True Sunlight: TSP #10 - Russell Laffitte's Sentencing: The Audacity Of Accountability

Luna Shark Productions, LLC Luna Shark Productions, LLC 8/3/23 - Episode Page - 54m - PDF Transcript

Years before the name Elick Murdoch was splashed across every major media outlet, I was a local

South Carolina journalist and I had an instinct that something wasn't right in the low country.

The powerful Murdoch dynasty dominated rural South Carolina for generations.

Few dared to publicly utter a harsh word against them.

From the newsroom to the courtroom to the kitchen table where we recorded the number

one global hit, the Murdoch Murders podcast.

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saga, an empathetic work of investigative journalism, and an excoriation of the good

old boys systems that enabled a network of criminals.

Click the link in the description to pre-order today.

Visit any retailers near you when it releases November 14th, 2023, or visit

slash book to learn the best way you can stay pesky and stay in the sunlight.

I don't know why Judge Gurgle ultimately decided to go easy on wrestle of feet with

a seven-year prison sentence.

But after dissecting the arguments made in court on Tuesday, and after taking a closer

look at who the $3.55 million restitution will be paid to, I've lost a lot of faith

in the federal government and its ability to treat privileged defendants like anyone


And I'm worried about the message the federal government is sending when it comes to Alec

Murdoch's co-conspirators.

My name is Manny Matney.

Because it's True Sunlight, a podcast exposing crime and corruption previously known as the

Murdoch Murders podcast, True Sunlight is a lunashark production written with journalist

Liz Farrell.

So I wanted to start off today by saying thank you for the amount of positive feedback and

momentum that we've received since we officially started our coverage of the Grant and Gracie

Solomon case.

Liz, Beth and I have each received a ton of tips and leads already and let me tell you,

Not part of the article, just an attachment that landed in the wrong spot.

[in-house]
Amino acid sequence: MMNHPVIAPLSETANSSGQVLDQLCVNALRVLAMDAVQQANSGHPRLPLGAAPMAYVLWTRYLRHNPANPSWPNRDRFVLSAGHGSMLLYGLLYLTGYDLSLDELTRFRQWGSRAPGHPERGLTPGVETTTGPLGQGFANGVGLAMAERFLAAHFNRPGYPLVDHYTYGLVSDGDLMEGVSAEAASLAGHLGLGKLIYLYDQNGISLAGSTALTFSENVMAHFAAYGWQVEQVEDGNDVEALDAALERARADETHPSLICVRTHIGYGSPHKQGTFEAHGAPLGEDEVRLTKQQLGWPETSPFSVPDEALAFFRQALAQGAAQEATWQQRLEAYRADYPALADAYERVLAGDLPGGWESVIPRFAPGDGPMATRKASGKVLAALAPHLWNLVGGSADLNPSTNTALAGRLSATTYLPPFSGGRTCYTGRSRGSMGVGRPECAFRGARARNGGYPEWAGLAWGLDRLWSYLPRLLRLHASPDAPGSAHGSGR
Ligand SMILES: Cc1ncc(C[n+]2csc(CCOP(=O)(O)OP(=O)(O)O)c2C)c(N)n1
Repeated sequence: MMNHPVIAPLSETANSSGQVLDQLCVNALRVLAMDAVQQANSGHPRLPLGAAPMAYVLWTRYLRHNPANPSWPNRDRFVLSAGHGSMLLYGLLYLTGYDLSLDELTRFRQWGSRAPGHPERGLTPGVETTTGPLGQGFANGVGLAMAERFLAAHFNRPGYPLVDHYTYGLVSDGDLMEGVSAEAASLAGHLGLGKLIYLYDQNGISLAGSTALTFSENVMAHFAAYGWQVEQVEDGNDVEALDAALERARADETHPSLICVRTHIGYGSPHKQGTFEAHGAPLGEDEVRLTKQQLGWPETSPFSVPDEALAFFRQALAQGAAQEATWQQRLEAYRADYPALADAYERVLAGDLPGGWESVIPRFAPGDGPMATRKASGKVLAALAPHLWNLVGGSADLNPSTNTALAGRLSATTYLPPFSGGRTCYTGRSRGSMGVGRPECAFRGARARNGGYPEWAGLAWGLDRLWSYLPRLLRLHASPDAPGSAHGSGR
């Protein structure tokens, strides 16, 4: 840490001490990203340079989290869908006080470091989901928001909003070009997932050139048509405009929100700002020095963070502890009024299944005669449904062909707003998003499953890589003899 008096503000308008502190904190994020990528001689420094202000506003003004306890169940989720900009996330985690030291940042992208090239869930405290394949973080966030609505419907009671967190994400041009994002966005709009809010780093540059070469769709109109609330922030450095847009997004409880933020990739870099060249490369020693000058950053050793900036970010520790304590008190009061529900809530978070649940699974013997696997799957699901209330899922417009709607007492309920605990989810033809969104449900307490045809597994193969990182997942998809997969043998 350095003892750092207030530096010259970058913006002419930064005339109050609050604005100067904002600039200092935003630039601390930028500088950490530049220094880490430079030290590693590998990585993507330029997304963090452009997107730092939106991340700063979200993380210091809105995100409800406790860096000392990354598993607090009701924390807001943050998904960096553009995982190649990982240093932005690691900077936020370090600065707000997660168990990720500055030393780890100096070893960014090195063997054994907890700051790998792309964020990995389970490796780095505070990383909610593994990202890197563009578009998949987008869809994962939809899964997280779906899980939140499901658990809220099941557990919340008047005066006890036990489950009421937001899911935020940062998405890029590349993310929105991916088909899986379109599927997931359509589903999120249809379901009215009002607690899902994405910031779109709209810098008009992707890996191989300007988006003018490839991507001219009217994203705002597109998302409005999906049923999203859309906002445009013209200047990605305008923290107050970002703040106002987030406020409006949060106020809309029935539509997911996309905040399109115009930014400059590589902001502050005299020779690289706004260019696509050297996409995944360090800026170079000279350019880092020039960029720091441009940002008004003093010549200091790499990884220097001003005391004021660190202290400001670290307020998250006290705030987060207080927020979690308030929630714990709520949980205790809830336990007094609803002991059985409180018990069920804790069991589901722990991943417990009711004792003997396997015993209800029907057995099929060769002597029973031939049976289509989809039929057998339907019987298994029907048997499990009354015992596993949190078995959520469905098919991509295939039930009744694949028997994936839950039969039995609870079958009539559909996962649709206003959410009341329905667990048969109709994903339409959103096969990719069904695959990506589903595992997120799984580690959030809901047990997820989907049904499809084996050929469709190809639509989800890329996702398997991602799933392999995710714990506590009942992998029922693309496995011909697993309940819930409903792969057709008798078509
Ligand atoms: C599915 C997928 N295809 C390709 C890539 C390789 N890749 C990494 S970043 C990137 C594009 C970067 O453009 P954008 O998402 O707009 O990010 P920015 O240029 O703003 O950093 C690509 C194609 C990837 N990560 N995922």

we have a lot more coming with that case and we will be back at it next week, I promise.

This week we need to focus on what happened in federal court with wrestle of feet.

Tuesday, August 1st, 2023 was a long and emotional day beginning to end.

It was supposed to be a day of closure and a day of reckoning for those who enabled the

monster known as Alec Murdoch.

On the drive to Charleston Tuesday morning, I thought a lot about the last four years.

I thought about all the dominoes that had to fall for this day to come, the day when

wrestle of feet was finally held accountable for conspiring with Alec Murdoch to steal

millions of dollars from his most vulnerable clients.

On the way to Charleston, we passed the infamous Parker's gas station where Paul Murdoch

illegally purchased booze with his brother's ID hours before Mallory Beach lost her life

in February 2019.

We passed the bridge where 911 responders were sent to by accident on that chaotic night

that Mallory disappeared.

The drive, which includes a large hunk of the route that I used to take to the Buford

County Courthouse, always reminds me of 2019, and I think it always will.

I thought about the drive to the Buford County Courthouse to get proof of Paul Murdoch's

previous alcohol charge.

The one his father and Corey Fleming helped scrape off his record.

The one that should have been a warning sign to Paul's parents that his drinking was out

of control and that they needed to correct it before someone got hurt.

I thought about the day Paul Murdoch first appeared in court and how different his bond

hearing went from most other defendants charged with three felonies.

I remember watching Alec Murdoch shamelessly parade around the courtroom for his son's

bond hearing, shaking hands and patting backs like he was the mayor of the 14th Circuit.

I remember the empty look in Maggie Murdoch's eyes as she sat behind her son, her son who

was never handcuffed, never forced to wear a jumpsuit, and never processed in jail.

I thought about how angry we were leaving the courthouse that day and how little faith